Doctors In Texas Assess The State’s New Abortion Law

Nikki Attkisson | Last Updated : September 6, 2021

The Biden administration, along with abortion providers in Texas were frantically trying to change the law as a last-ditch Supreme Court challenge was unable to block the new abortion

Republican Gov. Greg Abbot in May signed the Texas law that bans abortions once the heartbeat of a fetus is heard. This generally occurs at around 6 weeks of pregnancy.

Doctors In Texas Assess The State’s New Abortion Law

There has been no exception made in the law for rape or incest, but women are allowed to have the procedure for medical emergencies. Amidst questions on how the law would be implemented, doctors and abortion clinics acknowledged the law and said that they would honor it. In order to avail the procedure elsewhere, women have been leaving the state.

Doctors In Texas Assess The State’s New Abortion Law

Experts say that women are given few options by the six-week limit. Most women don’t even know that they are pregnant until they miss a period after 4 weeks. Some may not even know that they are pregnant if they have irregular periods. This will force them to have an abortion when it’s illegal.

In order to respond to the decision of the Supreme Court, Joe Biden said that he would launch a ‘whole of government’ effort. This effort would be led by the White House Gender Policy Council and Office of White House Counsel. Biden is looking to see what steps can be taken by the federal government to ensure that Texan women can have safe and legal abortions.

At the federal level, a few options are available. In most states, women and doctors can access medicines from telehealth providers. In 18 other states and Texas, such medicines can be accessed only through in-person visits to the clinics.

Jen Psaki, White House press secretary, when asked about what the federal agencies could propose to circumvent the Texas abortion law, said that it was still too early to determine what recommendations can be made. She also added that the president has made it clear that last night’s decision needs an immediate process.

Vivek Murthy, Surgeon General, said that the Texas law made abortions more dangerous. He also said that women who have few resources are disproportionately affected. He added that decisions on reproduction must be left to doctors and patients. The decision was welcomed with open arms by anti-abortion groups.

Carol Tobias, the president of National Right to Life said that this law will begin saving the lives of countless babies in Texas and that they looked forward to the day that the lives of many babies would be spared across America.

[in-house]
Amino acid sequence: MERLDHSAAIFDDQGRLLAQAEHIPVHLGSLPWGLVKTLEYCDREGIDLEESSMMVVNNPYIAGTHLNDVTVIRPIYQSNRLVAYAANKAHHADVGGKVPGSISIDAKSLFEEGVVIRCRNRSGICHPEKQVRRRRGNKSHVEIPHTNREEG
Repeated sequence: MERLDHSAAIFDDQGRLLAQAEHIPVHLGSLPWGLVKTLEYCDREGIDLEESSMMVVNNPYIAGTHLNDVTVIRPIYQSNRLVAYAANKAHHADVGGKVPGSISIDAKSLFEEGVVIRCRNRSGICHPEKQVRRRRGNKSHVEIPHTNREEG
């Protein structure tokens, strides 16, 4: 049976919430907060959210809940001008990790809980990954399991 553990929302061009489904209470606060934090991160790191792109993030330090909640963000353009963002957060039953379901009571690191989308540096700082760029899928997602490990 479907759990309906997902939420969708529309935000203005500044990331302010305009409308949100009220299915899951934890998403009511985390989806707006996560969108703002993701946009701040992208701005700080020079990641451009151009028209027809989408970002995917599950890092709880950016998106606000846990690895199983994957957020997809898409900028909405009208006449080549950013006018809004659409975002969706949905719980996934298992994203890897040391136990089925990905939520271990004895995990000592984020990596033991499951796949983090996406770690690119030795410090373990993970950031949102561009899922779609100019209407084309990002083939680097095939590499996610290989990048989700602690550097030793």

A portion of the law that allows citizens to sue providers or individuals who aid women in getting an abortion after 6 weeks was assailed by doctors and abortion rights activists.

Elizabeth Nash said that this is a creative and cruel twist to abortion restrictions being enforced. Nash is a state policy analyst with the Guttmacher Institute. She added that it was like handing off the enforcement of an unconstitutional abortion ban to third parties by the state.

The nearest cities with abortion clinics are in Louisiana, Oklahoma, or New Mexico. Not all women will have the financial resources, or time and support to make the trip which is 250 miles on average. Those who do not have the resources to leave the state by paying for hotels out of state or get time off work may not have any options left.

Dr. Kimberly Carter said that doctors who specialize in maternal health are a little afraid of unwittingly breaking the law in order to help a woman in need.

Nikki Attkisson

With over 15 years as a practicing journalist, Nikki Attkisson found herself at Powdersville Post now after working at several other publications. She is an award-winning journalist with an entrepreneurial spirit and worked as a journalist covering technology, innovation, environmental issues, politics, health etc. Nikki Attkisson has also worked on product development, content strategy, and editorial management for numerous media companies. She began her career at local news stations and worked as a reporter in national newspapers.

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